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Except for a few reprinted old documents, articles on this site are copyrighted by the author, and may not be reprinted without permission. You are, however, free to link to any article or page on this site without prior permission although it's nice to know who's linking to us.

Bill Samuel, August 4, 2002
Bill Samuel
Webservant
QuakerInfo.com

Friends (Quakers) and Peace
by Bill Samuel
Originally published May 1, 1999 at Suite101.com
Links updated occasionally

One of the things probably best known about Quakers is that we have a testimony against participation in war, which we call the peace testimony. As the Quaker movement was developing, Christian bodies did not generally take a pacifist stance. Friends themselves took a little while to become clear about it as a movement. In the very early years of the movement in the mid-seventeenth century in Britain, some Friends served in Cromwell's army. As late as 1659, prominent Friend Isaac Penington wrote a paper To the Parliament, the Army, and all the Well-affected in the Nation, who have been faithful to the Good Old Cause, in which he said the army had been "glorious Instruments in the hand of God."

Development of the Peace Testimony

Although the peace testimony was not a clear testimony of the movement as a whole at first, it does seem to have been clear early on to George Fox, generally called the founder of Quakerism. In his Journal, Fox notes that he was asked to take a position as a captain in Cromwell's army, and he reports, "I told them I knew whence all wars arose, even from the lusts, according to James' doctrine; and that I lived in the virtue of that life and power that took away the occasion of all wars."

Fox records the following from 1654:
The next morning I was moved of the Lord to write a paper to the Protector, Oliver Cromwell; wherein I did, in the presence of the Lord God, declare that I denied the wearing or drawing of a carnal sword, or any other outward weapon, against him or any man; and that I was sent of God to stand a witness against all violence, and against the works of darkness; and to turn people from darkness to light; and to bring them from the causes of war and fighting, to the peaceable gospel. When I had written what the Lord had given me to write, I set my name to it, and gave it to Captain Drury to hand to Oliver Cromwell, which he did.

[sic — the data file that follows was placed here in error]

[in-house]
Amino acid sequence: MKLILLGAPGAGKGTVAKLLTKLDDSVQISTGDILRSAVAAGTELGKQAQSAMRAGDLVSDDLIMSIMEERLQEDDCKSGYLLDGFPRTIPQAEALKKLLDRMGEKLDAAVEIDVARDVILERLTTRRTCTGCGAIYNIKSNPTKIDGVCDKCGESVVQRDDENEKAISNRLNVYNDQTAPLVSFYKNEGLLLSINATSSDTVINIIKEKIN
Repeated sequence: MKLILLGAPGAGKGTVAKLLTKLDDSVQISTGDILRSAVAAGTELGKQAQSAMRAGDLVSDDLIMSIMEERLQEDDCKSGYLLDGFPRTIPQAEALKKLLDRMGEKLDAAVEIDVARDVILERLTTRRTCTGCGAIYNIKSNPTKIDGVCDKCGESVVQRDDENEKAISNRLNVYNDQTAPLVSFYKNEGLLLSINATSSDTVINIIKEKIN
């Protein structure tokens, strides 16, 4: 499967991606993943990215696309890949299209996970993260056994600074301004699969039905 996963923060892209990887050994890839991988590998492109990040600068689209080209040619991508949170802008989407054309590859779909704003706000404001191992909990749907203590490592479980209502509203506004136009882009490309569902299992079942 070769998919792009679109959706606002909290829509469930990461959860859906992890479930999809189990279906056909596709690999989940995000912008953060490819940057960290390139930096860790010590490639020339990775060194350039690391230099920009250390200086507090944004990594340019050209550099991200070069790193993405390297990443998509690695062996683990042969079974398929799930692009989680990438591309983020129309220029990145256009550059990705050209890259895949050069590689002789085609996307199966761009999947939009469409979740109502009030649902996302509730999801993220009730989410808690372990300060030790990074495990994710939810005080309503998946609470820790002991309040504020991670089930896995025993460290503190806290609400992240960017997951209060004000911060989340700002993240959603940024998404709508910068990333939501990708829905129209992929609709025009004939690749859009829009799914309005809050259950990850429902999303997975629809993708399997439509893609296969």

The impetus for articulating a corporate peace testimony may have come from a political need to assure King Charles II that he need not fear that Quakers would raise arms against him. The first clear statement of the testimony articulated not just by an individual but by the body of Friends was the 1660 A Declaration from the harmless and innocent people of God, called Quakers, against all sedition, plotters, and fighters in the world: for removing the ground of jealousy and suspicion from magistrates and people concerning wars and fightings. This laid out both the biblical basis for rejecting war, and how Friends intended to practice the testimony. This has been a clear testimony of the Religious Society of Friends ever since.

Basis of the Peace Testimony